Sarah Ann Hall

Reporting on writing in progress or, more probably, not.

What a week! A résumé of boat central heating.

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Writing Wednesday went well until I tried to blow us up.

We are often asked if it’s cold in winter on a boat. No, because we have a multi-fuel stove, and the stove has a back boiler that feeds radiators in each of the rooms. Being hardy people (and having small portholes and a surfeit of spray foam insulation) we don’t usually keep a fire in overnight and only light it when it starts to get dark. Last Wednesday was cold and hubby was shopping on the way home from college so I lit the fire. It didn’t do well – having raked the coals and emptied the ash pan in the morning, I forgot the glowing coals would have turned to ash by the afternoon. The fire I lit didn’t have enough air at its base, didn’t take well, and smoked. Once hubby was home he let my inadequate efforts go out and started again. His of course, was perfect.

As with most land-based central heating systems, the water is pushed from the back boiler to the radiators via a pump. However, if the pump runs continuously the water doesn’t spend enough time in the back boiler and doesn’t heat. To address this we have a digital thermostat that switches the pump on and off. For two winters it’s switched on at 50°C and off again at 40°. The hot water is pumped round the system; the cool goes to the back boiler to be heated. This works well until one of us forgets to switch on the thermostat. We could leave it on all the time but it takes 0.5 amp/ hour, which is 12 amps over a day and sometimes we’re lucky to get 5 amps in through the solar panels. To prevent the thermostat acting as a power drain, we switch it on only when the fire is lit. On Wednesday I forgot.

Just as I was serving up a delicious beef stroganoff hubby asked, ‘What’s that noise?’ The extractor fan was on and I couldn’t hear anything until the tapping turned to banging. Realising what I’d not done and switching on the thermostat, it indicated that the water in the back boiler had reached 96°. The little people trying to hammer their way out of the radiators was really the system coping with steam and air being forced through it. The water had escaped via the expansion tank, though our drains to fill the shower tray. (Thankfully due to a moment of forethought in a previous life, the central heating overflows into the drainage system (which itself has to be pumped overboard) instead of into the bilges. On the positive side, the drains have been thoroughly cleaned and I didn’t have to spend an evening upside down sponging water from bilges.)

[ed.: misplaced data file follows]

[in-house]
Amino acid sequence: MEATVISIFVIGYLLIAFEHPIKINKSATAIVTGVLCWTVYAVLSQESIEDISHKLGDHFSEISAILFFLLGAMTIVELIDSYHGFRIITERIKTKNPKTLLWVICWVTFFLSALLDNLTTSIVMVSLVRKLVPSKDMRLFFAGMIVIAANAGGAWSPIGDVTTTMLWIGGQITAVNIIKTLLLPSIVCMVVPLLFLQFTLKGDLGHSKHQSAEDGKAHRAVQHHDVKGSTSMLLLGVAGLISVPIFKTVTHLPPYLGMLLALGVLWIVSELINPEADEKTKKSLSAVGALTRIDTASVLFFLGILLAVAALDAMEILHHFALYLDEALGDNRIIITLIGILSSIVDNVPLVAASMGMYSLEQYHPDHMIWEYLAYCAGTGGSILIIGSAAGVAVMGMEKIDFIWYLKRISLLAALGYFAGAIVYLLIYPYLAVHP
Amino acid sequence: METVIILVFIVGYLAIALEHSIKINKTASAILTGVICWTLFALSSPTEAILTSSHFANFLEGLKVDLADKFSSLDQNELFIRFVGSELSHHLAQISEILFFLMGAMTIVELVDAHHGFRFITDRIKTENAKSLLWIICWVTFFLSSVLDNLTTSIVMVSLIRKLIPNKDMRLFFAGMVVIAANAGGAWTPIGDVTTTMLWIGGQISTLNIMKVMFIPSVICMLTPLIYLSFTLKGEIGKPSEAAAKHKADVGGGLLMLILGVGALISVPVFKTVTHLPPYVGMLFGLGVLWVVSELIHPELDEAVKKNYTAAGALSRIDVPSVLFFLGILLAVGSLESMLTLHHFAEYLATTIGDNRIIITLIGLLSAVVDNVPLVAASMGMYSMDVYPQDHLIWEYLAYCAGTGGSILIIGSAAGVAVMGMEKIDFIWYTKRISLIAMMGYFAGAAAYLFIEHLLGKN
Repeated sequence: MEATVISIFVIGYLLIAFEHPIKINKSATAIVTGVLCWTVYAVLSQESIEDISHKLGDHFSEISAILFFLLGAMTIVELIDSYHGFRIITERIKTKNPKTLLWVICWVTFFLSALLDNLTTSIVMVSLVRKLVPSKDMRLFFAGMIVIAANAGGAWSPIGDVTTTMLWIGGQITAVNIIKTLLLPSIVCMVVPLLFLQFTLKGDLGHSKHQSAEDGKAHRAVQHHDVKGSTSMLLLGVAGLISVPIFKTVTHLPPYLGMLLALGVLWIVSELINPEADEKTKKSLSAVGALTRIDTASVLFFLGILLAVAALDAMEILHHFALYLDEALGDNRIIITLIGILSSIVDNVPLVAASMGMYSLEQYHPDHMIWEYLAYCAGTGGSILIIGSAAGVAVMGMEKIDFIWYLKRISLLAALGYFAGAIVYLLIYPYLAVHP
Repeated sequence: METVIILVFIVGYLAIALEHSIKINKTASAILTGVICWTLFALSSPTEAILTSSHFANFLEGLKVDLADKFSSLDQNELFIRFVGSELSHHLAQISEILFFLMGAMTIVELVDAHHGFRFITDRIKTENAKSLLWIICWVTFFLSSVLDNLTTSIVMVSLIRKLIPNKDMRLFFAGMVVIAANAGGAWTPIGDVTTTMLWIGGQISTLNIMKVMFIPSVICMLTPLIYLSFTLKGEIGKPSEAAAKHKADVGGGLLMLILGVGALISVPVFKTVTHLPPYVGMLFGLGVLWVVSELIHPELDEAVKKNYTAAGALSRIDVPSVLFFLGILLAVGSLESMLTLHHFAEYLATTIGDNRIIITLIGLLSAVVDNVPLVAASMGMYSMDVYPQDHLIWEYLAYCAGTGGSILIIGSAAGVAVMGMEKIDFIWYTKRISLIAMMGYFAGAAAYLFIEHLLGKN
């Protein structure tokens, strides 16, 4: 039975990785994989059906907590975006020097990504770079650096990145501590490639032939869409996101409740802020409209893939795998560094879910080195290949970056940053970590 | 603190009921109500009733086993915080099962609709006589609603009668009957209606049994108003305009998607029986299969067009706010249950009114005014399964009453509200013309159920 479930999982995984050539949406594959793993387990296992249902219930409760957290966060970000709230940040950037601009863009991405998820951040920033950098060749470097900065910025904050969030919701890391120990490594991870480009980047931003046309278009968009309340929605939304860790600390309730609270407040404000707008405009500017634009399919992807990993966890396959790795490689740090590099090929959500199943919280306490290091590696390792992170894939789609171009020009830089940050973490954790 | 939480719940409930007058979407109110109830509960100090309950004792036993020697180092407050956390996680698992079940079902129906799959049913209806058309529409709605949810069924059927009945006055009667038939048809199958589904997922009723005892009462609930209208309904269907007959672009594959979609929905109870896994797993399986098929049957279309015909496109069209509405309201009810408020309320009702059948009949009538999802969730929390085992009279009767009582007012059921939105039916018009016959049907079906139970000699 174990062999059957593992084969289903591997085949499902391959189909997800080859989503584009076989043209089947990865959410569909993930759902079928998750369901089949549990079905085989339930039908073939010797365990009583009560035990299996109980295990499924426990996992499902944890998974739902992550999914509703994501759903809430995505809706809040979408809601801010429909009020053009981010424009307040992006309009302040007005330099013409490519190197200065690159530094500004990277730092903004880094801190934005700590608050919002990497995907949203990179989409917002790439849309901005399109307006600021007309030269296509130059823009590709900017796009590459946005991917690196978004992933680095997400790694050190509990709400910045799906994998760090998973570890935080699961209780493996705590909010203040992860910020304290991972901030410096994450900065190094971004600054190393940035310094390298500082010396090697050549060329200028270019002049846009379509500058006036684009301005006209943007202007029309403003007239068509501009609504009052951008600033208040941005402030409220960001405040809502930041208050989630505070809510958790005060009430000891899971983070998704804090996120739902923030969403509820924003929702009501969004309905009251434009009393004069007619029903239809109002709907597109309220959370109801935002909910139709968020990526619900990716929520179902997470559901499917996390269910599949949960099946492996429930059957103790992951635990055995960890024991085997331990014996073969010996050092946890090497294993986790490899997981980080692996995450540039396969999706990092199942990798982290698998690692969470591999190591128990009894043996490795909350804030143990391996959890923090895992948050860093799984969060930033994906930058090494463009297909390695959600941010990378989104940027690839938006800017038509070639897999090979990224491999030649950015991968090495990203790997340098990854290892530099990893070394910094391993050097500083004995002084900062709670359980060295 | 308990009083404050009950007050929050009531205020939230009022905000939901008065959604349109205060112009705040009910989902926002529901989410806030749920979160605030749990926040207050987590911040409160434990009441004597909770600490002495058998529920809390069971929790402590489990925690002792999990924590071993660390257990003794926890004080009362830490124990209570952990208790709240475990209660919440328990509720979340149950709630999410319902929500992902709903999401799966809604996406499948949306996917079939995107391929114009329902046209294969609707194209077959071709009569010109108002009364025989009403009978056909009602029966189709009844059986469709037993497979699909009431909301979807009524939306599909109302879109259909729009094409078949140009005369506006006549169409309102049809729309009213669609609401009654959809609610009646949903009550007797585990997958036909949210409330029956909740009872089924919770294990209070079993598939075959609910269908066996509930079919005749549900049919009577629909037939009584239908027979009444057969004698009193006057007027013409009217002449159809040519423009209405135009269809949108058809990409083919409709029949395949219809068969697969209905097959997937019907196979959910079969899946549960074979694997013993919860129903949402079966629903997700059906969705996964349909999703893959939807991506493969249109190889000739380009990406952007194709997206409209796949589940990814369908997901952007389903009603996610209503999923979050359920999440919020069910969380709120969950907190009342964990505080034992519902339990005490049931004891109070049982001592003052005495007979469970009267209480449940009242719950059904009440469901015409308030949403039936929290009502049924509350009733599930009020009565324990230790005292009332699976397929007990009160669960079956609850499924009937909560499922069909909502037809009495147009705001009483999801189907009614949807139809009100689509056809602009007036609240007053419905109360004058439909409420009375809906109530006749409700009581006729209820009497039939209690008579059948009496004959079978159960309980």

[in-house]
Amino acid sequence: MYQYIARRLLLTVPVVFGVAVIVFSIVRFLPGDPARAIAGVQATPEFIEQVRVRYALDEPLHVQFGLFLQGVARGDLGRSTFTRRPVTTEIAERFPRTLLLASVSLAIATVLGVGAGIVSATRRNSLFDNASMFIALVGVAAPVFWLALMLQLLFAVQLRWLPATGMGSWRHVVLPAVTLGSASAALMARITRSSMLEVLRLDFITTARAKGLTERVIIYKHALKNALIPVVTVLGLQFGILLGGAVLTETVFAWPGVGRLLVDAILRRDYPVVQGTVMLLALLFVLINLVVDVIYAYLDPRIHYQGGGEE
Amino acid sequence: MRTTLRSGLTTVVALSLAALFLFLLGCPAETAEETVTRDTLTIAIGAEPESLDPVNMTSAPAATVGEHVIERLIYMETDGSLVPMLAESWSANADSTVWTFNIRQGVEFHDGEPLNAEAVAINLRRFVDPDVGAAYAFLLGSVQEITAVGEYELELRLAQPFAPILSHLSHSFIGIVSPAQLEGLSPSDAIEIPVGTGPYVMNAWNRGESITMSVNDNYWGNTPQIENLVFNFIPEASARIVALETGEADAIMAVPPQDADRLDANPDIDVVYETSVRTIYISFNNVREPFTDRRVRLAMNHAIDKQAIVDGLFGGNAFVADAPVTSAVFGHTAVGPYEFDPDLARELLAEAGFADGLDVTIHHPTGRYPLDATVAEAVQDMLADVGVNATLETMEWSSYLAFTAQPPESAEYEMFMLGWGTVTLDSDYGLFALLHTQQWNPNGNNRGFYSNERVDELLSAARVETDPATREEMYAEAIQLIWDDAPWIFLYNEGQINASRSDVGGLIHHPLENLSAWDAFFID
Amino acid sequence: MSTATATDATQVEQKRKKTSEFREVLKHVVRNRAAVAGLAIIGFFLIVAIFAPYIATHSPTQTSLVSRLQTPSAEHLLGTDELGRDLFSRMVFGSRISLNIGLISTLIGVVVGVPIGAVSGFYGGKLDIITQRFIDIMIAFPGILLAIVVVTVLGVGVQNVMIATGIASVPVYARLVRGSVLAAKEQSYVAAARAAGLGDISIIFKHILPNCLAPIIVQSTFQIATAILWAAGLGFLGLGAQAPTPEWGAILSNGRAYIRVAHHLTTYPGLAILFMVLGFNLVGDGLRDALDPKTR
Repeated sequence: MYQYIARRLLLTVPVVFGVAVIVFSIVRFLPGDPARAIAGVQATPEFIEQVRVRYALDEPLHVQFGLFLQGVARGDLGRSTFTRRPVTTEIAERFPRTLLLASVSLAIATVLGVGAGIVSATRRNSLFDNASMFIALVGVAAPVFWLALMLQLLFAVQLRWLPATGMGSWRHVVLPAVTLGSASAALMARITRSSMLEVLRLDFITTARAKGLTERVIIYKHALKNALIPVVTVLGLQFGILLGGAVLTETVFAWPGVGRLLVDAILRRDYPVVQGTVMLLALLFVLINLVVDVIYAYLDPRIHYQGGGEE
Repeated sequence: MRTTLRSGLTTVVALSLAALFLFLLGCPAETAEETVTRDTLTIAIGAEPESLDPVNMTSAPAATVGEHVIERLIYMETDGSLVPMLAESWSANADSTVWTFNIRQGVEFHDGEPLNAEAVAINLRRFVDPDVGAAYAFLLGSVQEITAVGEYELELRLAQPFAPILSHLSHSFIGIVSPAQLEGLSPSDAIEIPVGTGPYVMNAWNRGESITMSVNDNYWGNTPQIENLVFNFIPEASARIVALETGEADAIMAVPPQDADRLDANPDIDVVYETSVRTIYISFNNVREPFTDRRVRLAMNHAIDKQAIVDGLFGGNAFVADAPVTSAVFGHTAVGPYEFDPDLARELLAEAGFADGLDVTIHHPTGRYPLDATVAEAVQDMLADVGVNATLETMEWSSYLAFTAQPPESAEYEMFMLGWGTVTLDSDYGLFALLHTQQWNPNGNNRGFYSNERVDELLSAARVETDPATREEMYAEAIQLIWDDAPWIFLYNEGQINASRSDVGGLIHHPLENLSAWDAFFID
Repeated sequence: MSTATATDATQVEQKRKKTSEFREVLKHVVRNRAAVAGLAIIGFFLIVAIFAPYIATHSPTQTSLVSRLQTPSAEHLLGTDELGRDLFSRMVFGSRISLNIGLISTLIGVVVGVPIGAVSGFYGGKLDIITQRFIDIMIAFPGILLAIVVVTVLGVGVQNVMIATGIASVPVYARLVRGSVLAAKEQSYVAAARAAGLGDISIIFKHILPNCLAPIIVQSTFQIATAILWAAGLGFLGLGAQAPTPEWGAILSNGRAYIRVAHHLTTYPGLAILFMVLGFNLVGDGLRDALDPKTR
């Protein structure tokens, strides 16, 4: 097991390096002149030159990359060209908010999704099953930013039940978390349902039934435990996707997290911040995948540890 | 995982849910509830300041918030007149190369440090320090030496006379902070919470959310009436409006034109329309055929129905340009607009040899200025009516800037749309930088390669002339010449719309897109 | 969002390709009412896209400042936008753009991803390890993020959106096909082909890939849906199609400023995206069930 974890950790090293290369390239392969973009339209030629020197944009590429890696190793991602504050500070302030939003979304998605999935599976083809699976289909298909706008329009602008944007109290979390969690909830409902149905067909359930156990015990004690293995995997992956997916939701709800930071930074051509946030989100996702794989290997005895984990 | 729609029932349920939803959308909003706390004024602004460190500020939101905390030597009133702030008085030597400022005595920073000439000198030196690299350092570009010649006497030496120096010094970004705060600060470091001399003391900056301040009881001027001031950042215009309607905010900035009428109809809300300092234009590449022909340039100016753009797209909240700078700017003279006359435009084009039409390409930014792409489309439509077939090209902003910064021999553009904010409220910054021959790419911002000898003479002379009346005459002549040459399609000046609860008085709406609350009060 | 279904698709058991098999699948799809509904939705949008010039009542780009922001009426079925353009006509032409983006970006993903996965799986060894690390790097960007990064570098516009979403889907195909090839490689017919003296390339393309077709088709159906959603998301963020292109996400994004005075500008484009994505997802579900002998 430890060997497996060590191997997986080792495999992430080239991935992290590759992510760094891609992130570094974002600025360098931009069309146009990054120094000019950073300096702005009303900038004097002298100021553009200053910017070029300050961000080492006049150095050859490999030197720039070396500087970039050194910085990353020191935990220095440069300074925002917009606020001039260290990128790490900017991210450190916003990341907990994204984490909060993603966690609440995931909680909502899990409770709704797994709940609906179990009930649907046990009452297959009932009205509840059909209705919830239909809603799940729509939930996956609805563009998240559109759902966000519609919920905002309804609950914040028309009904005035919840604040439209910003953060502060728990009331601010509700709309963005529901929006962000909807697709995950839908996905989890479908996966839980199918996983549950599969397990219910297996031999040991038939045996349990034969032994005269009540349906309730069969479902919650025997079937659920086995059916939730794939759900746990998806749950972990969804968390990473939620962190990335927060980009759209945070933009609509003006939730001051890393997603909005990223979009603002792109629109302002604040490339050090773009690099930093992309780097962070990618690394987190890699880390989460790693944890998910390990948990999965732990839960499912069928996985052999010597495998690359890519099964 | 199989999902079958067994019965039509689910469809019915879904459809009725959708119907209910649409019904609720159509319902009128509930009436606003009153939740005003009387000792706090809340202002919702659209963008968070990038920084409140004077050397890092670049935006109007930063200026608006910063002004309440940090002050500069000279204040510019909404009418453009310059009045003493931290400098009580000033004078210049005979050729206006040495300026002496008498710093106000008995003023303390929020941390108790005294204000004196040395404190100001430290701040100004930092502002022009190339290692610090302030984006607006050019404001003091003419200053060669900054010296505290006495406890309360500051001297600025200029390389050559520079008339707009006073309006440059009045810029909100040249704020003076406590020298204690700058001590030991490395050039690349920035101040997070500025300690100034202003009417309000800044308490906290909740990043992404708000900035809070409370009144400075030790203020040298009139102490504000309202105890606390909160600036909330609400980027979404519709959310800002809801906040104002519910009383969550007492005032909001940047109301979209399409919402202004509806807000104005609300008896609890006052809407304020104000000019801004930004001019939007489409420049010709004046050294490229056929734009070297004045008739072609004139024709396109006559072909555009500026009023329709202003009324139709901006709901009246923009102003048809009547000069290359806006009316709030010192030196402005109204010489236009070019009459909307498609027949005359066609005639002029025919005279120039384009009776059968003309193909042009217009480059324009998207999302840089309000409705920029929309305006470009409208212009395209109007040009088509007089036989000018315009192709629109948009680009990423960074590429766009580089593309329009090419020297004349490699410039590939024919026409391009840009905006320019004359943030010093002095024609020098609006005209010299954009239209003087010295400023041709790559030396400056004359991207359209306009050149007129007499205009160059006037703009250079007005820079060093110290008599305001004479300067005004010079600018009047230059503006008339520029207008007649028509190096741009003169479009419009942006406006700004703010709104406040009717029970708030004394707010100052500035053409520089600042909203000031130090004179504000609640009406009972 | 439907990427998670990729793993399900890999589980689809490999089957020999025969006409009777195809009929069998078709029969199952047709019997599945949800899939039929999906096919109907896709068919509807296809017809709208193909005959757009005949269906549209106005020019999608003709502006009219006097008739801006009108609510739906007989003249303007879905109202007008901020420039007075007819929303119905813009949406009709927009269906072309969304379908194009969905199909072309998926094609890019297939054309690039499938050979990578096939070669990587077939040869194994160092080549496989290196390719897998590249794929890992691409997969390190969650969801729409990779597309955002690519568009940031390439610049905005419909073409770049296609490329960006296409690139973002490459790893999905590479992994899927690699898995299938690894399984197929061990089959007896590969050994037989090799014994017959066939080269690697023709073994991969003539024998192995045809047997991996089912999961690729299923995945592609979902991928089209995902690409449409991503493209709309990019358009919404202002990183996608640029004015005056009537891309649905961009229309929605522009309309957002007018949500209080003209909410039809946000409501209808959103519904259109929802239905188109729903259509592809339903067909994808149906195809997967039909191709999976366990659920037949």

A back boiler should not be heated when empty. A central heating pump should (probably) not run dry. Panic ensued as hubby undid joints to release the pressure in the back boiler (to stop it exploding – the absolute worst case scenario) and covered the fire with ash to reduce its temperature. I ran back and forth between the kitchen tap and the expansion tank with a small water bottle (the only thing we can get in the limited space) to refill the system.

An hour and a half later all was well. Dinner was cold, but the fire was lit and the radiators warm. As we had pulled up floors – to check we hadn’t blown off a pipe, to check the pump was pumping, to check we didn’t have water-filled bilges – hubby decided it was an opportune moment to plumb in the radiator that has been hanging useless on the workroom wall since Christmas.

Saturday we woke early and started with the easy jobs – capping some unused pipes (we plumbed in for an automatic washing machine but opted for a much lighter and more manoeuvrable twin-tub) and fitting isolating valves to reduce the water pressure to the spare sink. (The water now leaves the tap gracefully instead of soaking the person standing in front of it and half the room.)